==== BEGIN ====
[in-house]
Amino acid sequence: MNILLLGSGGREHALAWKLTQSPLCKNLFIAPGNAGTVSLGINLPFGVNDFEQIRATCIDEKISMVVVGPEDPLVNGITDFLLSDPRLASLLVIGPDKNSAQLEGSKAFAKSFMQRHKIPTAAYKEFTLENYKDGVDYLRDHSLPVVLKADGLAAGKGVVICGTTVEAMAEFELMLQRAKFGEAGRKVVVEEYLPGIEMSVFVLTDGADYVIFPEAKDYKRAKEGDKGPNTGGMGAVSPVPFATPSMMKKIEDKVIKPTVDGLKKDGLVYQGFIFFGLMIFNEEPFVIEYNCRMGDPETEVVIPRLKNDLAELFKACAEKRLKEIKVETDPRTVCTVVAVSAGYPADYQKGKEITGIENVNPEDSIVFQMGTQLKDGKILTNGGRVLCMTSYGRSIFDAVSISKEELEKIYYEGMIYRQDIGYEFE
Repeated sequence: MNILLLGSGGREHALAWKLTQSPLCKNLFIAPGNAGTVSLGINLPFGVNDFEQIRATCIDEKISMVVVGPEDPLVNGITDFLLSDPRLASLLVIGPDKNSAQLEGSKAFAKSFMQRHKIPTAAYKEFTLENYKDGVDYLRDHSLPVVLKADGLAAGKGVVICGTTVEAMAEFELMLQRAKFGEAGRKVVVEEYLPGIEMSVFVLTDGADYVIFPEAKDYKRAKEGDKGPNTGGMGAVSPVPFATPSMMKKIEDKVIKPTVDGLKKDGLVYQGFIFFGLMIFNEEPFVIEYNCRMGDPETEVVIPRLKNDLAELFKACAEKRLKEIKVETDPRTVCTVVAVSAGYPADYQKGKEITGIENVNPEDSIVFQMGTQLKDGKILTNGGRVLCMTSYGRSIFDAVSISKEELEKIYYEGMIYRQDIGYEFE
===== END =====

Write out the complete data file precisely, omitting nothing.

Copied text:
[in-house]
Amino acid sequence: MNILLLGSGGREHALAWKLTQSPLCKNLFIAPGNAGTVSLGINLPFGVNDFEQIRATCIDEKISMVVVGPEDPLVNGITDFLLSDPRLASLLVIGPDKNSAQLEGSKAFAKSFMQRHKIPTAAYKEFTLENYKDGVDYLRDHSLPVVLKADGLAAGKGVVICGTTVEAMAEFELMLQRAKFGEAGRKVVVEEYLPGIEMSVFVLTDGADYVIFPEAKDYKRAKEGDKGPNTGGMGAVSPVPFATPSMMKKIEDKVIKPTVDGLKKDGLVYQGFIFFGLMIFNEEPFVIEYNCRMGDPETEVVIPRLKNDLAELFKACAEKRLKEIKVETDPRTVCTVVAVSAGYPADYQKGKEITGIENVNPEDSIVFQMGTQLKDGKILTNGGRVLCMTSYGRSIFDAVSISKEELEKIYYEGMIYRQDIGYEFE
Repeated sequence: MNILLLGSGGREHALAWKLTQSPLCKNLFIAPGNAGTVSLGINLPFGVNDFEQIRATCIDEKISMVVVGPEDPLVNGITDFLLSDPRLASLLVIGPDKNSAQLEGSKAFAKSFMQRHKIPTAAYKEFTLENYKDGVDYLRDHSLPVVLKADGLAAGKGVVICGTTVEAMAEFELMLQRAKFGEAGRKVVVEEYLPGIEMSVFVLTDGADYVIFPEAKDYKRAKEGDKGPNTGGMGAVSPVPFATPSMMKKIEDKVIKPTVDGLKKDGLVYQGFIFFGLMIFNEEPFVIEYNCRMGDPETEVVIPRLKNDLAELFKACAEKRLKEIKVETDPRTVCTVVAVSAGYPADYQKGKEITGIENVNPEDSIVFQMGTQLKDGKILTNGGRVLCMTSYGRSIFDAVSISKEELEKIYYEGMIYRQDIGYEFE